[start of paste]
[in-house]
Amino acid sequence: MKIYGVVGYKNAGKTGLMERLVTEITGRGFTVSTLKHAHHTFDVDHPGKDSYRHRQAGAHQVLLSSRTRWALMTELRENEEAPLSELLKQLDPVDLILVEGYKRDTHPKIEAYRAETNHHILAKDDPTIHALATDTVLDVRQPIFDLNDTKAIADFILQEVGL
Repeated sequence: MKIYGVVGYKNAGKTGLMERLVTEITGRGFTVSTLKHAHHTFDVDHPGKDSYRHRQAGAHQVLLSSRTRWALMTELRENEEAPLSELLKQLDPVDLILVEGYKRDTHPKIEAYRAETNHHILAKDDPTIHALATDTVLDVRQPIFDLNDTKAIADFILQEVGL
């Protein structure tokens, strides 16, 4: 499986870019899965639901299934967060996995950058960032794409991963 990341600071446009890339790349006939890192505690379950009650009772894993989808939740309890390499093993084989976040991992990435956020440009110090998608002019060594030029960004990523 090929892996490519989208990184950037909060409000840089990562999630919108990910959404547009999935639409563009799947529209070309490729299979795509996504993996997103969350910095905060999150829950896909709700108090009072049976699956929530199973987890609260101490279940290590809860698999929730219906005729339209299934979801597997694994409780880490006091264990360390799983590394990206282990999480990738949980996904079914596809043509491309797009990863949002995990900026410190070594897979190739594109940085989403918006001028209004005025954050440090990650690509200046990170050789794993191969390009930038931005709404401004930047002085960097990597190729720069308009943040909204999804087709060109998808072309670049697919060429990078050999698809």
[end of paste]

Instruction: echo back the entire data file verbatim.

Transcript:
[in-house]
Amino acid sequence: MKIYGVVGYKNAGKTGLMERLVTEITGRGFTVSTLKHAHHTFDVDHPGKDSYRHRQAGAHQVLLSSRTRWALMTELRENEEAPLSELLKQLDPVDLILVEGYKRDTHPKIEAYRAETNHHILAKDDPTIHALATDTVLDVRQPIFDLNDTKAIADFILQEVGL
Repeated sequence: MKIYGVVGYKNAGKTGLMERLVTEITGRGFTVSTLKHAHHTFDVDHPGKDSYRHRQAGAHQVLLSSRTRWALMTELRENEEAPLSELLKQLDPVDLILVEGYKRDTHPKIEAYRAETNHHILAKDDPTIHALATDTVLDVRQPIFDLNDTKAIADFILQEVGL
């Protein structure tokens, strides 16, 4: 499986870019899965639901299934967060996995950058960032794409991963 990341600071446009890339790349006939890192505690379950009650009772894993989808939740309890390499093993084989976040991992990435956020440009110090998608002019060594030029960004990523 090929892996490519989208990184950037909060409000840089990562999630919108990910959404547009999935639409563009799947529209070309490729299979795509996504993996997103969350910095905060999150829950896909709700108090009072049976699956929530199973987890609260101490279940290590809860698999929730219906005729339209299934979801597997694994409780880490006091264990360390799983590394990206282990999480990738949980996904079914596809043509491309797009990863949002995990900026410190070594897979190739594109940085989403918006001028209004005025954050440090990650690509200046990170050789794993191969390009930038931005709404401004930047002085960097990597190729720069308009943040909204999804087709060109998808072309670049697919060429990078050999698809």